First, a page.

This was originally posted on Google+, which has now been shut down. It was helpfully converted to Markdown by Robert Jacobson after which I adjusted it for reposting here. I have dated it at its original posting date, but it was posted here on 2019-09-07.
Aside: For your convenience, please use a
Makefile. To assemble and link, simply execute
# Please be aware that the indentation must be a tab character (no spaces) all: hello true %: %.o ld -macosx_version_min 10.6 -o $@ -e main $< %.o: %.asm nasm -f macho64 -o $@ $<
Step 3: Calling write
We are now ready for "Hello world"! We know how to do a syscall, so let's see (in
/usr/include/sys/syscall.h) if we can use one for printing.
"SYS_write" (4) looks promising, and in fact it is the POSIX write that has a documented C API we can read with "man 2 write":
ssize_t write(int fildes, const void *buf, size_t nbyte);
Oh, wow. There's lots of arguments and datatypes and stuff. Again, the ABI tells us to put arguments in sequence in the registers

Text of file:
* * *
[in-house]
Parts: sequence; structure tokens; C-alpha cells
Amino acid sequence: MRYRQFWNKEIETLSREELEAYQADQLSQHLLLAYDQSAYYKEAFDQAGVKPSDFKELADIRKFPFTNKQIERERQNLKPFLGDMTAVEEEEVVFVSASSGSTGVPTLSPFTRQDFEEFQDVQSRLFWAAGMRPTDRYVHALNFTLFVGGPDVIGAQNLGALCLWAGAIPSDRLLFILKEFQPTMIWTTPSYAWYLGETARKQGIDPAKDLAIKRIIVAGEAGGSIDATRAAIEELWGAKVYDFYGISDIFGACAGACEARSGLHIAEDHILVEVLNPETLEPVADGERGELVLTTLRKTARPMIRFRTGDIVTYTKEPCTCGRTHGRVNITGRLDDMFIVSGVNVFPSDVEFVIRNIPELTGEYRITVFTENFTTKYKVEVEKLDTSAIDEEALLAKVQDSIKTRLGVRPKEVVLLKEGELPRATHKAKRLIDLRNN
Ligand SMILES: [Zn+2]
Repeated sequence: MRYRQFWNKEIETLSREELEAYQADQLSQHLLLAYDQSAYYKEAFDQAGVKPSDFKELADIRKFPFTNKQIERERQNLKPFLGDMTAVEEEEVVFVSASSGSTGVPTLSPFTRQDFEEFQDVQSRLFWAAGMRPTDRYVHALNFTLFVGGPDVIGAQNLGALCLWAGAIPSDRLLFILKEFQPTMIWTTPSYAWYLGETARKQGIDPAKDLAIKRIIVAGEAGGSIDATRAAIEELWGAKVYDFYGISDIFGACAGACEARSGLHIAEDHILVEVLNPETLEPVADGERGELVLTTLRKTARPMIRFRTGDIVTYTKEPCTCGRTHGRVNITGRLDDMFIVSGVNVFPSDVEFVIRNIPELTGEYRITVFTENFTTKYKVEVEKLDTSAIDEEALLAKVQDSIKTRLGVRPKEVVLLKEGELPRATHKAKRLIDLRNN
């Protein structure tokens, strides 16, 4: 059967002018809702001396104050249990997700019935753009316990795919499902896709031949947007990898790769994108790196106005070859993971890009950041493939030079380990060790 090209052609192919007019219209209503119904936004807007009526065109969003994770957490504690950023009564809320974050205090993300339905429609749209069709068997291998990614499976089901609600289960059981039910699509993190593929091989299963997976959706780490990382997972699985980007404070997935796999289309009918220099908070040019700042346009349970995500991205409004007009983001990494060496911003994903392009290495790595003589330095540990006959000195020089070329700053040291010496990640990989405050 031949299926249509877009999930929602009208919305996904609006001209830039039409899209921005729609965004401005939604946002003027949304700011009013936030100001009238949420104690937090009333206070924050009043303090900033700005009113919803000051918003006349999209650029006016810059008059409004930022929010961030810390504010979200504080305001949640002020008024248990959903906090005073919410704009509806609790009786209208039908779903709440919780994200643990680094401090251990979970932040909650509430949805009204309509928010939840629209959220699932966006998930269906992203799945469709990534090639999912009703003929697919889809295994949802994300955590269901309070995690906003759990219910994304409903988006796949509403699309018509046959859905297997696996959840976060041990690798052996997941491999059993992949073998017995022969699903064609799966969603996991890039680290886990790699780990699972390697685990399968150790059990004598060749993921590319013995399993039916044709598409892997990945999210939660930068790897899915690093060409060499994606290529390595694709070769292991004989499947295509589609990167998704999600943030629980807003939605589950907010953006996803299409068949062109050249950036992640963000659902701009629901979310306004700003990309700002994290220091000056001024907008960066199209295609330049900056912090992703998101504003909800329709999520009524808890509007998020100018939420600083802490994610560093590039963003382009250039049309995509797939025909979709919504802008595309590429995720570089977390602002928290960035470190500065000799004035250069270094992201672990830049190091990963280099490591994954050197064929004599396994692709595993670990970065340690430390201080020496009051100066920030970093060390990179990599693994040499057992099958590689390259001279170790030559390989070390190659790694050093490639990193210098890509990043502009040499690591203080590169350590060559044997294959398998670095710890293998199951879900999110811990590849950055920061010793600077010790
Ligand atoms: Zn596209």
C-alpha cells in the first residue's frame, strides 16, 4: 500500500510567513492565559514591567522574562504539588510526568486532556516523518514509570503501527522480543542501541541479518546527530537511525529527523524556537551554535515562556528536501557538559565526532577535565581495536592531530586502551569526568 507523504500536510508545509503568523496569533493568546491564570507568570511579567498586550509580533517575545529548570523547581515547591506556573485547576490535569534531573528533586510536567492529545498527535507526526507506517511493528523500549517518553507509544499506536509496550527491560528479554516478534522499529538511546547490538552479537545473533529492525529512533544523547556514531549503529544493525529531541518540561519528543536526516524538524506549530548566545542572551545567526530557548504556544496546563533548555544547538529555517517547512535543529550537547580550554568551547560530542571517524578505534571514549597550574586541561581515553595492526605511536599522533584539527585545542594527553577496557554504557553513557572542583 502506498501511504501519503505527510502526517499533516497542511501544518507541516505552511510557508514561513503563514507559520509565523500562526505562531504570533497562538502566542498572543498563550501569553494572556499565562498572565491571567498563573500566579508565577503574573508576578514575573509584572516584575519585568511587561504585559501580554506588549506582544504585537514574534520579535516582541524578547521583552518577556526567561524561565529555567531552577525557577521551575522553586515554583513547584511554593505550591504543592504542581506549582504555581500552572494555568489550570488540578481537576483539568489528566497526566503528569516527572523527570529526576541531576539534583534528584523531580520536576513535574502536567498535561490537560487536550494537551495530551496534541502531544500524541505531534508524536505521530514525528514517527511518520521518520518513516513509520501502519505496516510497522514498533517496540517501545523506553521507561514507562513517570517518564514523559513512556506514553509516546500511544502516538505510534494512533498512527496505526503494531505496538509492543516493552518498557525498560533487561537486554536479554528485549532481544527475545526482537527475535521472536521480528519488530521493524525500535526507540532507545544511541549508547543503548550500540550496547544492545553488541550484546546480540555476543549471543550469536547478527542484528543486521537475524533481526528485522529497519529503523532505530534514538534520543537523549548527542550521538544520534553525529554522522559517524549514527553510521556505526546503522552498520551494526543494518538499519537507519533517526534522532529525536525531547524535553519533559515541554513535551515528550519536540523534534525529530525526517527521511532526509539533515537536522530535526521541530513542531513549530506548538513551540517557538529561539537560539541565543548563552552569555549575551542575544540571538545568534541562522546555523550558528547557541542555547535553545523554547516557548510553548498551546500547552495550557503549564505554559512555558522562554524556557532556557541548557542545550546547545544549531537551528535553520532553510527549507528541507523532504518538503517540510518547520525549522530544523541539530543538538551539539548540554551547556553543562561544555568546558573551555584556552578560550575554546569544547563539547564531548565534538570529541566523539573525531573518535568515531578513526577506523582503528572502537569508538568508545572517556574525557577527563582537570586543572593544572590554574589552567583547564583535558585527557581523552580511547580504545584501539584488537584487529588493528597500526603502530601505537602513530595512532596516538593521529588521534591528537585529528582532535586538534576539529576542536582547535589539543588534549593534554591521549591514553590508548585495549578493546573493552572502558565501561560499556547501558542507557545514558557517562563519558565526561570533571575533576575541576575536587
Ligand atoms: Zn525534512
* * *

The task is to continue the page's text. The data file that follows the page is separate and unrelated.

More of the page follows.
r9. And if we need more arguments, we will have to look at the ABI again.
filedes: We want to write to standard out, and its fileno is defined in POSIX as 1. We can verify this information against
STDOUT_FILENO is defined as 1.
buf: We need a string to write. Let's postpone that slightly!
nbyte: This is the count of bytes to write. Let's write 0 of them for now.
This should translate to the following assembly:
mov rax, 0x02000004 ; Again, 0x02000000 added for a "Unix" type call mov rdi, 1 ; filedes = 1 mov rsi, 0x1337c0d3 ; Filler value, we postponed the problem of buf mov rdx, 0 ; Write zero bytes from this buffer syscall
Combining with the skeleton "true.asm" you should be able to come up with an "hello.asm" that looks something like this:
global main main: mov rax, 0x02000004 ; SYS_write mov rdi, 1 ; filedes = STDOUT_FILENO = 1 mov rsi, 0x1337c0d3 ; Filler value, we postponed the problem of buf mov rdx, 0 ; Write zero bytes from this buffer syscall mov rax, 0x02000001 ; SYS_exit mov rdi, 0 ; Process exit value syscall
When assembled and linked, this should reliably execute without writing anything or failing. Even though we give a bogus pointer value in, it never gets dereferenced since the nbyte argument is 0.
Now we are calling
write! Let's give it something to say.
Step 4: Data section
We need a string constant to write to stdout, and we are going to put one in static storage. We do this by putting in stuff for the assembler and linker that isn't assembly code. First, we partition the file into two sections, one for data and one for code. The one for data is called